BETTER FUTURE
A broken food system and environmental crises are now reversing decades of progress against hunger according to new Oxfam analysis. Spiraling food prices and endless cycles of regional food crises will create millions more hungry people unless we transform the way we grow and share food. Oxfam launches, in June 2011, a global campaign to ensure everyone has enough to eat always. Growing a Better Future, catalogues the symptoms of todays broken food system: growing hunger, flat-lining yields, a scramble for fertile land and water and rising food prices. It warns we have entered a new age of crisis where depletion of the earths natural resources and increasingly severe climate change impacts will create millions more hungry people.

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<html> <title>future</title> <fontsize=20><center> <head><B>BETTER FUTURE</B></head><br></font> </br></center> A broken food system and environmental crises are now reversing decades of progress against hunger according to new Oxfam analysis. Spiraling food prices and endless cycles of regional food crises will create millions more hungry people unless we transform the way we grow and share food. Oxfam launches, in June 2011, a global campaign to ensure everyone has enough to eat always. </p> Growing a Better Future, catalogues the symptoms of todays broken food system: growing hunger, flat-lining yields, a scramble for fertile land and water and rising food prices. It warns we have entered a new age of crisis where depletion of the earths natural resources and increasingly severe climate change impacts will create millions more hungry people. </body> </html>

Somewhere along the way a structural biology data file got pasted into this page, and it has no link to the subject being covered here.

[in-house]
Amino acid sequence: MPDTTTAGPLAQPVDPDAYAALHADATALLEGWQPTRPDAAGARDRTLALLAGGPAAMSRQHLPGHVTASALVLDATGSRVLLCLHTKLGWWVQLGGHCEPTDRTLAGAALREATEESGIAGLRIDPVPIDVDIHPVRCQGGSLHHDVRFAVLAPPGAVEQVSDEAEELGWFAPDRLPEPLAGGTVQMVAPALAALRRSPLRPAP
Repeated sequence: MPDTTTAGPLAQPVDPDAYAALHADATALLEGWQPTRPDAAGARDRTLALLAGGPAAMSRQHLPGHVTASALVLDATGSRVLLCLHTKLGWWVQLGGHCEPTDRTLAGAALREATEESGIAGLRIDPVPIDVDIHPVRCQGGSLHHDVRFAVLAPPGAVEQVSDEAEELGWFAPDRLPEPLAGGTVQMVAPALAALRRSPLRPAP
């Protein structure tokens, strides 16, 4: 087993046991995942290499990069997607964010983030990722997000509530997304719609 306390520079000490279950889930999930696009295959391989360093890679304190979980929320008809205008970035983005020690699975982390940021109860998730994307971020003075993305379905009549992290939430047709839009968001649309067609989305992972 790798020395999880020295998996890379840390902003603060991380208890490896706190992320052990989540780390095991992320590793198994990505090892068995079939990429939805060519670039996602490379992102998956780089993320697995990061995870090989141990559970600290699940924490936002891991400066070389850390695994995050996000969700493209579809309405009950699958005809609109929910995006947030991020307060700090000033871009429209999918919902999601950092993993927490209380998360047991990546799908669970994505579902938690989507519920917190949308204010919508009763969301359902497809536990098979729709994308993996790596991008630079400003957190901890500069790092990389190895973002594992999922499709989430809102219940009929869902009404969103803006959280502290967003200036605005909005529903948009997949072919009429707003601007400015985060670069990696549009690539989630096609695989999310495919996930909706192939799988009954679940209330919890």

HERBICIDE
A herbicide is any of a number of chemical substances intended to kill vegetation. Since the vast majority of herbicides are nonselective in their lethal action, there may be widespread adverse ecological consequences from their use. These outcomes include not only organism death, but may involve mutagenic, developmental and carcinogenic effects to animals and plants. Herbicides are in broad use for agriculture, golf courses, utility corridors, residential and other land uses. The earliest herbicides were inorganic chemical substances, although modern herbicides are dominated by organic compounds. Presently, there is massive application of chemical herbicides; in the U.S. alone 480 million kilograms are applied annually. Widespread herbicide use beginning in the 1940s is responsible for numerous species extinctions, including birds, amphibians, fish and arthropods. In many cases, herbicide use is a contributory cause along with habitat destruction to species endangerment. Many herbicides have persistent effects in the environment, retaining their toxicity as they remain in soils for decades in some cases; furthermore, some herbicides are highly soluble, so that they may enter aquatic systems, where non-selective lethal effects can occur. Often the herbicides undergo chemical change after release into the environment.